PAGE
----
North Carolina Video Lottery Terminal Association (NCVLTA) Endorses Pre Reveal Sweepstakes Games.
Hendersonville – Four Internet sweepstakes parlors remain open and active into the new taxable year in Henderson, and one parlor is looking to expand by doubling its terminals thanks to a new software that has won 3 court cases in NC and deemed not to violate the text of the sweepstakes ban law.
Diamond Sweepstakes on West Andrews Avenue received permits from the Henderson Zoning Board of Adjustment Tuesday to relocate into a larger suite two doors from their current location.
The comeback is taking place amidst a contentious debate at the state level aimed against Internet gaming that is seen by some officials as a form of gambling. Buoyed by new legislation last year, some state agencies have been shutting down gaming parlors, that violate the law, igniting a new round of legal actions.
Some parlors closed down rather than pay local privilege license fees due for the new taxable year that started July 1 at a risk of being shut down. Those fees in Henderson run $2,000 per operation plus $1,000 per gaming terminal. Courts have ruled that the “tax” on internet gaming were excessively high and are expected to be lowered because of that decision.
Gaming business owners insist that program changes to their terminals put them in compliance with the law. “If you read the law and then you look at the games and how they work, it’s easy to see that the games do not cross that line, the Pre Reveal games are the next phase in this ongoing battle with the state.”
Diamond Sweeps owner James D. Coble told zoning adjusters that he is confident he can grow his business at Crossroads, and include the addition of three new hires to his workforce of six.
“Most of the sweepstakes operations are still open as far as I can tell,” Coble said. “Presently we have 30 machines, and we would like to double that to 60 machines.”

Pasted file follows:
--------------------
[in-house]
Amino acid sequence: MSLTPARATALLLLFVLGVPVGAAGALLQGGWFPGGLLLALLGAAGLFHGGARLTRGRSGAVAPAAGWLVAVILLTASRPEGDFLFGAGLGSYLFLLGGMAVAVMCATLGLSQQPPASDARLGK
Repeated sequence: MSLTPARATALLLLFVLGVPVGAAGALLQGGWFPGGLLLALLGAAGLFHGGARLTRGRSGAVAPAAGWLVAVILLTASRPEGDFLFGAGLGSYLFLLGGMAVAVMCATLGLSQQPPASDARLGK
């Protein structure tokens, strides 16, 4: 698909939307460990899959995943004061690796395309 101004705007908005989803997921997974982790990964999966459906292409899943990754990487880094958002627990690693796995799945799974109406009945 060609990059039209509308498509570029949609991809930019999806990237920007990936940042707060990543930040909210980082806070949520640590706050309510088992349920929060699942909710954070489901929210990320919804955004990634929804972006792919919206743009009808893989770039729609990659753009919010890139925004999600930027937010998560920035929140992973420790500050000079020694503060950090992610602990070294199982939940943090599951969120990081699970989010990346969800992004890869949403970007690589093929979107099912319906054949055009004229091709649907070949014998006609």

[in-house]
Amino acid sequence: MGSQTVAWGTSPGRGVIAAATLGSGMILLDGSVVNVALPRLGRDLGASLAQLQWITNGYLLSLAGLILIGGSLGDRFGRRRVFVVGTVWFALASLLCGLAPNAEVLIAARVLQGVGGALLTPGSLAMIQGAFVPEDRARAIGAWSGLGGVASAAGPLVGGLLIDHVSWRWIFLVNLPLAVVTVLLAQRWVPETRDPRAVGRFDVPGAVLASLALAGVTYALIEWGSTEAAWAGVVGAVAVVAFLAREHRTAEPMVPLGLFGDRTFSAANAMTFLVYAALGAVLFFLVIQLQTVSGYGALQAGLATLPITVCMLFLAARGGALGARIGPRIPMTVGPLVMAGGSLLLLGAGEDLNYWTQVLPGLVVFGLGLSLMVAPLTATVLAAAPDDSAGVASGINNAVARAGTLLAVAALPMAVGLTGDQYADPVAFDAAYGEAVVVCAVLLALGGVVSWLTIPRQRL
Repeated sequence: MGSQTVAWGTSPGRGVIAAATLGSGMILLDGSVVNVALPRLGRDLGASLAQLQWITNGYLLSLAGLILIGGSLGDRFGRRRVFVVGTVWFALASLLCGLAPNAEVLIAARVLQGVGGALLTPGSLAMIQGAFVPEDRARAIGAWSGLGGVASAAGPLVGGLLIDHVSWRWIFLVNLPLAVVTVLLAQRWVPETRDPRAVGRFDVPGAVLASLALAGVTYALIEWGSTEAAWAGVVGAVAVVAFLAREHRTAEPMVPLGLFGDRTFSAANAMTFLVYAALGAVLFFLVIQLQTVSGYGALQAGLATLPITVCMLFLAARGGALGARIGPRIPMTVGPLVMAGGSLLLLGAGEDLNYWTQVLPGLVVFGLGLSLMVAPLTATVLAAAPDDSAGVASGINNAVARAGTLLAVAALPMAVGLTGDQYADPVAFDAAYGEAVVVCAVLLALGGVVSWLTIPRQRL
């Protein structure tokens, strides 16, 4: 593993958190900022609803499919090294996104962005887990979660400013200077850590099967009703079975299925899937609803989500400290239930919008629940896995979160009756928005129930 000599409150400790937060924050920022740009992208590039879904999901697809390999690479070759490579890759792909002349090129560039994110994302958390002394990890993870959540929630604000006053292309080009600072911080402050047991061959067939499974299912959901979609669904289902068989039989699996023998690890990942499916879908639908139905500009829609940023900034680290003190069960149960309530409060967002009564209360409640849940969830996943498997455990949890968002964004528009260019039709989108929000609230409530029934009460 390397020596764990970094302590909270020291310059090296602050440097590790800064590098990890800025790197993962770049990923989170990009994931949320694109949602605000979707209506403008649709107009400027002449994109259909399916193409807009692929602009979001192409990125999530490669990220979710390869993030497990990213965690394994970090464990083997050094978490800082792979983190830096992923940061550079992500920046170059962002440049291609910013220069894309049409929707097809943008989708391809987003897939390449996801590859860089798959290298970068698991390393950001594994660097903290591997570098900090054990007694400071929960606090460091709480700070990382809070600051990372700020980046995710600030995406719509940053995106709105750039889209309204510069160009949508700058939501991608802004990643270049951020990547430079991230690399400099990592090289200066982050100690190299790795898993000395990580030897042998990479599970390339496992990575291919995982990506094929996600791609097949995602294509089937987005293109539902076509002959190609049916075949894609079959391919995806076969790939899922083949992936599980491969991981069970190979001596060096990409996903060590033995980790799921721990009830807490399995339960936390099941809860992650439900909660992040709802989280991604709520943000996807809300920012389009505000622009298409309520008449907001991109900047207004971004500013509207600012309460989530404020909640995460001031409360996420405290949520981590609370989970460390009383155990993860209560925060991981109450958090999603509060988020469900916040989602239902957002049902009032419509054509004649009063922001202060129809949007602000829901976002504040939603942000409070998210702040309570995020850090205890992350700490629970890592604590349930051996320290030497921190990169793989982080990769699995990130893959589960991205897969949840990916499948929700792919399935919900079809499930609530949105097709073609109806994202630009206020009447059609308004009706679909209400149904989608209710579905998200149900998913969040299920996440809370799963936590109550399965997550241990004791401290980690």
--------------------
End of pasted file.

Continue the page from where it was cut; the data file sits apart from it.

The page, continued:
Coble said that he has never had any trouble, no need to ever call the police, and he has 11 cameras taking video feed of the area as a measure to keep everyone who patronizes his gaming establishment polite.
“Everyone who comes in has to show a driver’s license or a valid identification card,” Coble said.
According to Coble, his new hires would be making $9 hourly. He said his current employees make that or a little better.
Four Internet gaming operations are active in the city: Diamond and City Sweeps are on West Andrews Avenue, Brothers Internet Café is on Dabney Drive and Good Luck Sweeps is the newest, on Zeb Robinson Road.
They are approved for a total of 107 machines, but have so far paid $93,150 in privilege license fees.
A fourth parlor operated for a time at Marketplace Shopping Center with 35 terminals in 2011. Space-per-terminal restrictions would have allowed up to 64.
City Sweeps, also at Crossroads Shopping Center but more than 750 feet from Diamond, is smaller with 15 machines.
The newest parlor, approved for 124 Zeb Robinson Road, was limited by ordinance at 34 terminals. It operated with 20 last year.
According to permit application documents, Crossroads Shopping Center is owned by Jim Crawford Jr., a former North Carolina legislator.
Coble said he knew of “several lawsuits in motion” across the state of North Carolina, and he expressed confidence they would be resolved in favor of sweepstakes gaming.
“Many operations are moving back to active,” he said.